You want big delts. We all do.
It not only looks aesthetic to have strong delts but it also protects your shoulder and your rotator cuff.
Strengthening all the meat around your joints can and will make you unstoppable.
I see athletes who have complete tears in their rotator cuff but it doesn't matter because their deltoid now carries the load of the shoulder and it works out great for them.
Today we're gonna squash the delt bug and scratch the surface of what you need to be doing.
There's simply no reason (beyond injury) you shouldn't be pressing. Period.
Any and all presses. Bench, over head, arnold, floor. P R E S S.
Now, you can't just train 'delts' without knowing what a delt is.
The three heads of the deltoids:
You need to train all three and many people fail to properly hit lat/post delt. This is why you don't have big definition.
Your deltoids and pecs work together to do pretty much anything with your arms so in order to have balance you need to train pec major accordingly as well.
What’s way more common than weak front delts, especially for late-beginner to intermediates, is overactive front delts. This means the front delts are taking over exercises like flat bench press, causing them to feel like they are tiring out before the pecs.
If you're worried about that, try a wide grip bench with lower weight. If it feels extremely hard you know you most likely have an imbalance.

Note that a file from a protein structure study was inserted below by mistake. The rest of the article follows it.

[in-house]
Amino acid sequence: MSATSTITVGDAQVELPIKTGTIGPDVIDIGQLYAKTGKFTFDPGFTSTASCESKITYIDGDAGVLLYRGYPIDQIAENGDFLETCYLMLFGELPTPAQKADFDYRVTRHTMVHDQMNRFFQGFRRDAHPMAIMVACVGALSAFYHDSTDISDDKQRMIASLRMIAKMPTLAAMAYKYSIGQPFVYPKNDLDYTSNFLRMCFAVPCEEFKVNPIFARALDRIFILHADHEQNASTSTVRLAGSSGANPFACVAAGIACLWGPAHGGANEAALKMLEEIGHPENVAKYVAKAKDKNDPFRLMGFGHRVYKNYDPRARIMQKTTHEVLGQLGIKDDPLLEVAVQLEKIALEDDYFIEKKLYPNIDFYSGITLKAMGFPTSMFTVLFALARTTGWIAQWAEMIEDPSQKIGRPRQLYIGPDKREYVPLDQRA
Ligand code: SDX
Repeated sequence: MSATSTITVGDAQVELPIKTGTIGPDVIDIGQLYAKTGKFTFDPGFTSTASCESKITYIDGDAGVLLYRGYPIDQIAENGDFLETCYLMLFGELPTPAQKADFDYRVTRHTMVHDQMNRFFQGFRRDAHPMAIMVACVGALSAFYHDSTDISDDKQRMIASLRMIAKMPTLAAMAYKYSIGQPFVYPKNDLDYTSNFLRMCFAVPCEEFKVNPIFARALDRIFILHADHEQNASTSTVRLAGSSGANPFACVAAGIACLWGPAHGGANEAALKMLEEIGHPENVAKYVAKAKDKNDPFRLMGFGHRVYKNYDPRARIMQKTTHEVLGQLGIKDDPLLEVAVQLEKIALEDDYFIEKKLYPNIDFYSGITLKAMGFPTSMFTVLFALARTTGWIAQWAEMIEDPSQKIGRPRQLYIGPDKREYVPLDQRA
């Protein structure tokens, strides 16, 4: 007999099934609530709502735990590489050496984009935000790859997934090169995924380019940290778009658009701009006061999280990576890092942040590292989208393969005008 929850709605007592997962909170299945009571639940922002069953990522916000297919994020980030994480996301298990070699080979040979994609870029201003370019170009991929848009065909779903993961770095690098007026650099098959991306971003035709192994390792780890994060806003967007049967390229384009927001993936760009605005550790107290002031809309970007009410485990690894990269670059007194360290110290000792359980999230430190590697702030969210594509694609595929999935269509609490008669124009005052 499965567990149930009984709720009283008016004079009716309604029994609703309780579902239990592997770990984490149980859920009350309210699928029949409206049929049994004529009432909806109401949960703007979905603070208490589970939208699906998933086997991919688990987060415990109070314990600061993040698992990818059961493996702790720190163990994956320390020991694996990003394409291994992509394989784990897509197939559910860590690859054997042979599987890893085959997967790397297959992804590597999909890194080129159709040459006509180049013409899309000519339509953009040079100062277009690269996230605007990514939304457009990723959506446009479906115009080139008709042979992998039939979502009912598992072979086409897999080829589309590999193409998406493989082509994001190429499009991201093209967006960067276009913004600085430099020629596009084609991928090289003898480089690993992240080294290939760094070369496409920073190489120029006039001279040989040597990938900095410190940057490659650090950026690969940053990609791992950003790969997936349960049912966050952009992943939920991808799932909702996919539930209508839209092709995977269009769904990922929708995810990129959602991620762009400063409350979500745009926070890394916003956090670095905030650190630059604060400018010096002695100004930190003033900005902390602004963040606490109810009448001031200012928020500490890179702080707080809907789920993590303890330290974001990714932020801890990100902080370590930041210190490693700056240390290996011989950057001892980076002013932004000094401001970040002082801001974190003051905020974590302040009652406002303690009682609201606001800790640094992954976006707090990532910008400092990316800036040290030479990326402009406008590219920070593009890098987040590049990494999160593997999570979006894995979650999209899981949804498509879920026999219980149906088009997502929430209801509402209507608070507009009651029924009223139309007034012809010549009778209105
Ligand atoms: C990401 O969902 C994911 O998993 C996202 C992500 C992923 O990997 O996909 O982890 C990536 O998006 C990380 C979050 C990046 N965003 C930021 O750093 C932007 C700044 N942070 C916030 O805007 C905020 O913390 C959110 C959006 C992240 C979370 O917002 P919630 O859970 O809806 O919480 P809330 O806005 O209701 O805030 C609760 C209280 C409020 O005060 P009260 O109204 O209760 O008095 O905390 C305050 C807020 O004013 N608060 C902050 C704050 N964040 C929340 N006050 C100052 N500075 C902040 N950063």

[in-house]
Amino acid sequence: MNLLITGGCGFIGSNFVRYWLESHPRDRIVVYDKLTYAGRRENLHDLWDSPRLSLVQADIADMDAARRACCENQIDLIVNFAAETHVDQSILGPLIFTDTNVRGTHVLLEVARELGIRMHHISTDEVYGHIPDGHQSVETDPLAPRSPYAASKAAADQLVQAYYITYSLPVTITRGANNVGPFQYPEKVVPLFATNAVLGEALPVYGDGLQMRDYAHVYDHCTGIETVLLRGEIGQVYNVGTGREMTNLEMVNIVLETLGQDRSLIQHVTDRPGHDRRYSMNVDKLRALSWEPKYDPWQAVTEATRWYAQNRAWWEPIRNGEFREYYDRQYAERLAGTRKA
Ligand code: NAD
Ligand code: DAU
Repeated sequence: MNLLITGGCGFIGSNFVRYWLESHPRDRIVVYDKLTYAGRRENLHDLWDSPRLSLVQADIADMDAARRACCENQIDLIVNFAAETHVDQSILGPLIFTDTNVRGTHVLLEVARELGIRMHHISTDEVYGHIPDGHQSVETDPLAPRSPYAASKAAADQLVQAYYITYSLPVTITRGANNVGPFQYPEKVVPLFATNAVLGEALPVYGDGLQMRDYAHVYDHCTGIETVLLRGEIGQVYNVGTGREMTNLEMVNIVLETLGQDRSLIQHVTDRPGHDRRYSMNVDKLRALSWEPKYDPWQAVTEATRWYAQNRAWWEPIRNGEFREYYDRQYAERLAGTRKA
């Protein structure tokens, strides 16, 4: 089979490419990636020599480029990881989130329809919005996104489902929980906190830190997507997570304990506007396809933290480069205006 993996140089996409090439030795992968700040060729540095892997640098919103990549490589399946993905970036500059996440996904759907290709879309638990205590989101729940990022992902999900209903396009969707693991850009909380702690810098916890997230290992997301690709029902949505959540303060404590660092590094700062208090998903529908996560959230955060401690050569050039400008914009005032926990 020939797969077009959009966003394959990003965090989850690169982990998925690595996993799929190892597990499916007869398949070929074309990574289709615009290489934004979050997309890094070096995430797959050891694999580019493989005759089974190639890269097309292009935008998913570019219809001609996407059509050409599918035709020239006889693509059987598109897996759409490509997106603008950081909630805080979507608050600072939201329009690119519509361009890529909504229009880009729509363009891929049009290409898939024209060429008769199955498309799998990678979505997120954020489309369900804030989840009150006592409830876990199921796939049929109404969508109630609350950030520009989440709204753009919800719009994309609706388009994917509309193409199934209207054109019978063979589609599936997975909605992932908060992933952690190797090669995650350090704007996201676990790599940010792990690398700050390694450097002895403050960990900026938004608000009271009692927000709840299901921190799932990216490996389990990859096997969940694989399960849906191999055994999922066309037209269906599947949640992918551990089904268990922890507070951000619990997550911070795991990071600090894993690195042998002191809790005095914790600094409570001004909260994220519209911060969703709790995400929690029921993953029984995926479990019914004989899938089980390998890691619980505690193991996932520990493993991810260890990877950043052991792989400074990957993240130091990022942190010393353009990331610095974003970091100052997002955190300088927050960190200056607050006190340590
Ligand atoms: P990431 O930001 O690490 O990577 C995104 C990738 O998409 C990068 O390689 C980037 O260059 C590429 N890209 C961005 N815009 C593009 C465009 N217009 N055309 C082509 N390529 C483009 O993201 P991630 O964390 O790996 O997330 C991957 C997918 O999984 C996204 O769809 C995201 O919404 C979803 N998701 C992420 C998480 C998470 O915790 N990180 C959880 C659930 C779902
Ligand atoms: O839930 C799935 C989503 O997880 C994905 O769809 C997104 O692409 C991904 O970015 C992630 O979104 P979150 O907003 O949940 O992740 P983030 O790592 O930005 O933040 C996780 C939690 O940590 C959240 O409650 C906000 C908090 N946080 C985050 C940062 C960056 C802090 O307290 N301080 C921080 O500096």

Moreover, overactive front delts will lead to hunched posture (rounded shoulders/noodle neck syndrome) due to tightness. This causes an array of problems, such as chronic rotator cuff pain or injury risk.
If you have overactive front delts, you should:
Do more back exercises and rear delt work (as well as the middle delts)
Try myofascial release of your anterior delts before workouts that involve chest exercises.
Focus on good form and try different variations of bench press.
Stop doing front delt isolation exercises for a while (just stick with the big compound pressing movements).
Still lost on how to even train delts?
Any and all presses. Bench press, over head press, arnold press, floor press, you get it.
If it has the word press in it, it's most likely using delts.
Front raises, dips, pushups, and rows can also hit your delts very effectively.
The anterior deltoids are made up of an even ratio of slow and fast twitch muscle fibers. Good news for you, that means they will respond to both heavy low rep and light high rep training.
Remember to STRETCH your delts and pecs out as well. This is very very important so you don't get that internal rotate/noodle neck.
If you need some daily stretches go here.